LEGEND of GRAPHS (RED bar means FASTEST)
SanDisk CF 8G = Sandisk 8GB Extreme UDMA 400x CF memory card (SDCFX-008G)
Lexar Pro CF 8G = Lexar Professional Series 8 GB 300x UDMA CF memory card (CF8GB-300-381)
SanDisk SD 16G = SanDisk 16GB Extreme Class 10 SDHC Memory Card (SDSDX3-016G-P31)
SanDisk SD 8G = SanDisk 8GB Extreme Class 10 SDHC Memory Card (SDSDX3-008G-P31)
Transcend SD 16G = Transcend 16GB Class 6 SDHC Memory Card (TS16GSDHC6E)
ExpressCard reader = Sonnet Technology Pro Dual CF ExpressCard Reader (CFRW2X-E34)
FireWire 800 reader = SanDisk Extreme FireWire 800 CF Reader (SDDRX4-CF)
USB 2.0 reader = SanDisk ImageMate All-In-One USB Reader (SDDR-189)
We were reminded that the READ speed of the memory cards is higher than the WRITE speed.
The 16GB SanDisk Class 10 SDHC is much faster than the bargain 16GB Transcend Class 6 SDHC. In my opinion, you are better off paying $48 for an 8GB version of the faster SanDisk than $40 for the 16GB version of the slower Transcend. Having said that, if you believe the compact Nikon S8000's documentation, the Transcend may be adequate for both stills and video.
I was surprised that there were no FireWire 800 readers for SD cards. Even the ExpressCards for SD cards are really USB readers "in disguise." But after seeing how much faster the CF cards operate even on a USB reader, it's clear that creating a FireWire 800 or "true" ExpressCard reader for SD cards would be a wasted effort.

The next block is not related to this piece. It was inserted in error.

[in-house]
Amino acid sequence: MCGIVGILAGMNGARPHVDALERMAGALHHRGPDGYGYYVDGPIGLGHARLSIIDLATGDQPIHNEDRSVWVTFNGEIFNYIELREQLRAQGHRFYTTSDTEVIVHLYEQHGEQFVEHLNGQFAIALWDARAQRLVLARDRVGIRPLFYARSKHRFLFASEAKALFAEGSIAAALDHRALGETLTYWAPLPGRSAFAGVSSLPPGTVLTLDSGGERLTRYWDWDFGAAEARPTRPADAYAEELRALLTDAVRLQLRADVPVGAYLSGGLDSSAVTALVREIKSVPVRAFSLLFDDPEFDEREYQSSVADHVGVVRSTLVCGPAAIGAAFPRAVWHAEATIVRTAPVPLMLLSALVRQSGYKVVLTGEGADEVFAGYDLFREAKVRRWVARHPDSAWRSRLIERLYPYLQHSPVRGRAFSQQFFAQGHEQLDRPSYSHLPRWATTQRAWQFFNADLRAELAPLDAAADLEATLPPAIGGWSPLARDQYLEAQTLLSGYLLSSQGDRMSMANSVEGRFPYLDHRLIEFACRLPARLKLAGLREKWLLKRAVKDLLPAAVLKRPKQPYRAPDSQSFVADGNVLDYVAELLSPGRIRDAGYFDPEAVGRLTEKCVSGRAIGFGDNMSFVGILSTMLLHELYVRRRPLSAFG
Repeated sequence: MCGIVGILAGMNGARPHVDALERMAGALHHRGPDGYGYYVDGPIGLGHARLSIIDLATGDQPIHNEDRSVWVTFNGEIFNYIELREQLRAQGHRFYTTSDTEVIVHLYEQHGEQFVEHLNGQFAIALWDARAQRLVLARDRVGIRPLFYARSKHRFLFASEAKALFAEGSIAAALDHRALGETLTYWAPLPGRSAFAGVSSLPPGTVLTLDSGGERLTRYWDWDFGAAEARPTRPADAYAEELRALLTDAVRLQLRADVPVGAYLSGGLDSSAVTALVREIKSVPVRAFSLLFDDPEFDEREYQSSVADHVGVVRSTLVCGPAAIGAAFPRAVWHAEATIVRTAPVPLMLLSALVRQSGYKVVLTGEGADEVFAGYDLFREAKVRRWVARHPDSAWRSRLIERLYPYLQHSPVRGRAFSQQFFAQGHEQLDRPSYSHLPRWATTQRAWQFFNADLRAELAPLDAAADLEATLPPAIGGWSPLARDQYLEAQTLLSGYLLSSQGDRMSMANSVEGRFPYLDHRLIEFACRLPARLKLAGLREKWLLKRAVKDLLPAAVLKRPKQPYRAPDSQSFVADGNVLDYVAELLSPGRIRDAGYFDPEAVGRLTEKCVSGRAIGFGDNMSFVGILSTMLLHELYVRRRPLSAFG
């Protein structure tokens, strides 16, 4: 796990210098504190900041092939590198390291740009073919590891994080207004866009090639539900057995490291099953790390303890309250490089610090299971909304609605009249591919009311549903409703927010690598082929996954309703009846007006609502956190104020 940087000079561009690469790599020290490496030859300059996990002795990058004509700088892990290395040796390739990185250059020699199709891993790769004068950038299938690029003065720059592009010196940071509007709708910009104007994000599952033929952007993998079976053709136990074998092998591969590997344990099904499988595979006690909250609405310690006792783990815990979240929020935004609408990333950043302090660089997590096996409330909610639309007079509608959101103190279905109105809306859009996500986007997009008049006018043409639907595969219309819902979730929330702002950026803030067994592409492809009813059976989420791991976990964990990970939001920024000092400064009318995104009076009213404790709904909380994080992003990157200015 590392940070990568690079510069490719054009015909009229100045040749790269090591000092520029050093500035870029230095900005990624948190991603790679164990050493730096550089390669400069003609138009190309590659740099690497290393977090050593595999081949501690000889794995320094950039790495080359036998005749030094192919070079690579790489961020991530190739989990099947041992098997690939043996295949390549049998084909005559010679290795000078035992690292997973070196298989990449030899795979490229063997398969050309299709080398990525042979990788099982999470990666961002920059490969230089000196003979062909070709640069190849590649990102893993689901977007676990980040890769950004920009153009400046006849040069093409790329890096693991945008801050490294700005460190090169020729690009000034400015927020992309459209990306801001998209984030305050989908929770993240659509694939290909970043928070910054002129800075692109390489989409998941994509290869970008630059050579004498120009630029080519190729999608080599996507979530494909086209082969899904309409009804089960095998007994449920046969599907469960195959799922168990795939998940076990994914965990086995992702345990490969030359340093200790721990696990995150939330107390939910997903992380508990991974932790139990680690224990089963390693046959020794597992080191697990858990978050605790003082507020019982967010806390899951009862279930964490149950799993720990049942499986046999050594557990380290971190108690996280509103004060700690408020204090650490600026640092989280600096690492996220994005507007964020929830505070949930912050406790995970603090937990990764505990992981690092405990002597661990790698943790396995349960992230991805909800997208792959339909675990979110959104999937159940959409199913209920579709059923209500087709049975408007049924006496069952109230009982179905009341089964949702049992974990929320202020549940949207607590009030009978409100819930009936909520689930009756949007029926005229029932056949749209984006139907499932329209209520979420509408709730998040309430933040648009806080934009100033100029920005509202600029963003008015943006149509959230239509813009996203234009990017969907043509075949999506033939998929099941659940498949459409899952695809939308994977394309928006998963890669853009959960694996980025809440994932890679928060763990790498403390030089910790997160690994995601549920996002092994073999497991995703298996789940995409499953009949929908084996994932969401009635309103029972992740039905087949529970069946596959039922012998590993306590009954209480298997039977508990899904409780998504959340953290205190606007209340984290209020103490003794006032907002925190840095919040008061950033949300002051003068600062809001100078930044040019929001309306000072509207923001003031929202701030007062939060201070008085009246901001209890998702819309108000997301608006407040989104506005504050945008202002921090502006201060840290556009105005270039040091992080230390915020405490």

FireWire 800 readers do make sense for CF cards, but if you want your photos and video to transfer to you MacBook Pro in the fastest manner, the Pro Dual CF ExpressCard reader from Sonnet is one of the "true" ExpressCards. It can keep up with CF cards rated at 886X or 133MB/s. In our test, it enabled the SanDisk 400X CF to read photos much faster than with the FireWire 800 reader allowed. But if you are using an iMac or Mac Pro, the FireWire 800 reader is your best bet.
Lastly, we didn't test the really high end CF cards like the 600X (90MB/s) SanDisk Extreme Pro 16G priced at twice as much as the 400X (60MB/s) rated SanDisk Extreme 16G. They could be considered "overkill" since even the high-end Nikon D3X can't use the extra speed for storing photos, as Rob Galbraith found out in his extensive testing of flash cards and flash card readers.
The built-in SD slot on the 15" MacBook Pro Core i7 was also tested. It produced the same read/write speeds for the SanDisk SDSC card as the USB reader. Ditto for the iMac Core i7.
The only exception to our findings, according to Rob Galbraith, is the SanDisk ImageMate Multi-Card USB 2.0 reader that he reported as optimized for the SanDisk Extreme III "30MB/s" rated SDHC card. He measured 26MB/s.
BTW, some testing on the iPad using the camera kit produced a photo transfer speed of 8MB/s.
Feel free to email your thoughts to me,